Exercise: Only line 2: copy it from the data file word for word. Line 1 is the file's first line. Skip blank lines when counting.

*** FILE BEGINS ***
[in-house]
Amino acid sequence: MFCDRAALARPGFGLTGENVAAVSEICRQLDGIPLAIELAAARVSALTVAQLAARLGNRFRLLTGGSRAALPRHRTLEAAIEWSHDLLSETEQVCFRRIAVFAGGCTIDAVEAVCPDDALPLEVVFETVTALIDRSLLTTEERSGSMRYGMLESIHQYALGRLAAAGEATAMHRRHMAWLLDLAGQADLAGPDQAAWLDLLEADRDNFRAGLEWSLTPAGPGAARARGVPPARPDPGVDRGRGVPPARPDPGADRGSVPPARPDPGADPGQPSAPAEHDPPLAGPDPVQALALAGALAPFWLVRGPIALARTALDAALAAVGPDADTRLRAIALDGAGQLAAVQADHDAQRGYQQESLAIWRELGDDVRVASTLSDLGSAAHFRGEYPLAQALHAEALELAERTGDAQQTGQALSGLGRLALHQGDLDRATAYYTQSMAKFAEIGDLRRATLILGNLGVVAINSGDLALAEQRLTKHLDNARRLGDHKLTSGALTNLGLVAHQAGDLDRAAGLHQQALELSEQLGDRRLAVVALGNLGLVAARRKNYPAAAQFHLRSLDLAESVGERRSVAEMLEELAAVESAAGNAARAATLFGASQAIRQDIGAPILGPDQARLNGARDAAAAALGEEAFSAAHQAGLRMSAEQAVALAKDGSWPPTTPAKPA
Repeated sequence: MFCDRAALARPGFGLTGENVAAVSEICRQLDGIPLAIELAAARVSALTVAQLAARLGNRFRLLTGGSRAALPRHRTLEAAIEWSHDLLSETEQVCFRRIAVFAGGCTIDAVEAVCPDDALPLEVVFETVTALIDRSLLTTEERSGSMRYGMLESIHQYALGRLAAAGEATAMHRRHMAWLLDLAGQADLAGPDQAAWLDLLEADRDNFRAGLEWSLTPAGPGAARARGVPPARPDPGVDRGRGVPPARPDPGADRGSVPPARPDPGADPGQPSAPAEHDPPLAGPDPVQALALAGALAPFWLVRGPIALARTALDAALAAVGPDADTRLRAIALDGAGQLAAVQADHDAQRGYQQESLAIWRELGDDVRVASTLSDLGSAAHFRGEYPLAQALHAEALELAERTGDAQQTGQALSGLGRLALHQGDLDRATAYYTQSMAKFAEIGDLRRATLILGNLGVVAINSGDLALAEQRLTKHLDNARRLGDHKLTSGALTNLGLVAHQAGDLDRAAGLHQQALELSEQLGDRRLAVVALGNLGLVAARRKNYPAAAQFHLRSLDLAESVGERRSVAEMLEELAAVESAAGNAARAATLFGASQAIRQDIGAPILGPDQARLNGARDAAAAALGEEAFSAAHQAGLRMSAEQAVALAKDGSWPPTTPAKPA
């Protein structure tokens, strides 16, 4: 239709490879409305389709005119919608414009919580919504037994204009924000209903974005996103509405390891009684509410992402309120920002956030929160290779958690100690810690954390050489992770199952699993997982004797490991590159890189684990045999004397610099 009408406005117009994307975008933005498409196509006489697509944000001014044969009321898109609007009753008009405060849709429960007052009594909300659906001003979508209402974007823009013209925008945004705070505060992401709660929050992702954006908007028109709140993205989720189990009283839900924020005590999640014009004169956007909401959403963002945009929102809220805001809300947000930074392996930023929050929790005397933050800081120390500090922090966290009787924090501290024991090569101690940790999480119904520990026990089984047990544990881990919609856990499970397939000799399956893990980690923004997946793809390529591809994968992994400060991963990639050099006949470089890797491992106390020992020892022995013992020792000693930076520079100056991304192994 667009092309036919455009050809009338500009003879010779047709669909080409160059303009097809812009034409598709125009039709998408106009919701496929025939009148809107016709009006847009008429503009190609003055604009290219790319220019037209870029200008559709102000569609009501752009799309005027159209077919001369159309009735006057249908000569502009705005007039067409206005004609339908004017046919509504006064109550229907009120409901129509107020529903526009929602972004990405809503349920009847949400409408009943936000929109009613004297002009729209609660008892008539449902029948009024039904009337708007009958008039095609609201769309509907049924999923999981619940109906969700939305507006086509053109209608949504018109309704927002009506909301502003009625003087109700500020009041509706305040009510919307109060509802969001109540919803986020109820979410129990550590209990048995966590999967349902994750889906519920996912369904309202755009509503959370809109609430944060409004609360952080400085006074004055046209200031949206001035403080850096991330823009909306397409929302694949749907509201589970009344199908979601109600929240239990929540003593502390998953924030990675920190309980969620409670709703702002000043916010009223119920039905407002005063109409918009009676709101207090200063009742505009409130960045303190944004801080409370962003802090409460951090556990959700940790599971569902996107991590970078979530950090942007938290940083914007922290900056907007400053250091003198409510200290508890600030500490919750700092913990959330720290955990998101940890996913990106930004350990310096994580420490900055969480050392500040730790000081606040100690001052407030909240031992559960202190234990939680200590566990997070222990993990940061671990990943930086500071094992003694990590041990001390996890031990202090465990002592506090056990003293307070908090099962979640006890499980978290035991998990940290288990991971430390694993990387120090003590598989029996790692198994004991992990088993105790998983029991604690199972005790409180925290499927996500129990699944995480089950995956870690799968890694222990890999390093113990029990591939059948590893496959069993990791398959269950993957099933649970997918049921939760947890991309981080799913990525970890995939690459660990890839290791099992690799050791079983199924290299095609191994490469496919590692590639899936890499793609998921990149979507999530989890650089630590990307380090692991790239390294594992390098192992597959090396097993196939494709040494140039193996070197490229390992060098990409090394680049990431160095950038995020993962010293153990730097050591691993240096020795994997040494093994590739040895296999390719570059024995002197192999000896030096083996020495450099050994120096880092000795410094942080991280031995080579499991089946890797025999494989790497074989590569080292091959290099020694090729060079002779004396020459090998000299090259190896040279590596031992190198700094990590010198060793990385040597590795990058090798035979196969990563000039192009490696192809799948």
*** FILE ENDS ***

Amino acid sequence: MFCDRAALARPGFGLTGENVAAVSEICRQLDGIPLAIELAAARVSALTVAQLAARLGNRFRLLTGGSRAALPRHRTLEAAIEWSHDLLSETEQVCFRRIAVFAGGCTIDAVEAVCPDDALPLEVVFETVTALIDRSLLTTEERSGSMRYGMLESIHQYALGRLAAAGEATAMHRRHMAWLLDLAGQADLAGPDQAAWLDLLEADRDNFRAGLEWSLTPAGPGAARARGVPPARPDPGVDRGRGVPPARPDPGADRGSVPPARPDPGADPGQPSAPAEHDPPLAGPDPVQALALAGALAPFWLVRGPIALARTALDAALAAVGPDADTRLRAIALDGAGQLAAVQADHDAQRGYQQESLAIWRELGDDVRVASTLSDLGSAAHFRGEYPLAQALHAEALELAERTGDAQQTGQALSGLGRLALHQGDLDRATAYYTQSMAKFAEIGDLRRATLILGNLGVVAINSGDLALAEQRLTKHLDNARRLGDHKLTSGALTNLGLVAHQAGDLDRAAGLHQQALELSEQLGDRRLAVVALGNLGLVAARRKNYPAAAQFHLRSLDLAESVGERRSVAEMLEELAAVESAAGNAARAATLFGASQAIRQDIGAPILGPDQARLNGARDAAAAALGEEAFSAAHQAGLRMSAEQAVALAKDGSWPPTTPAKPA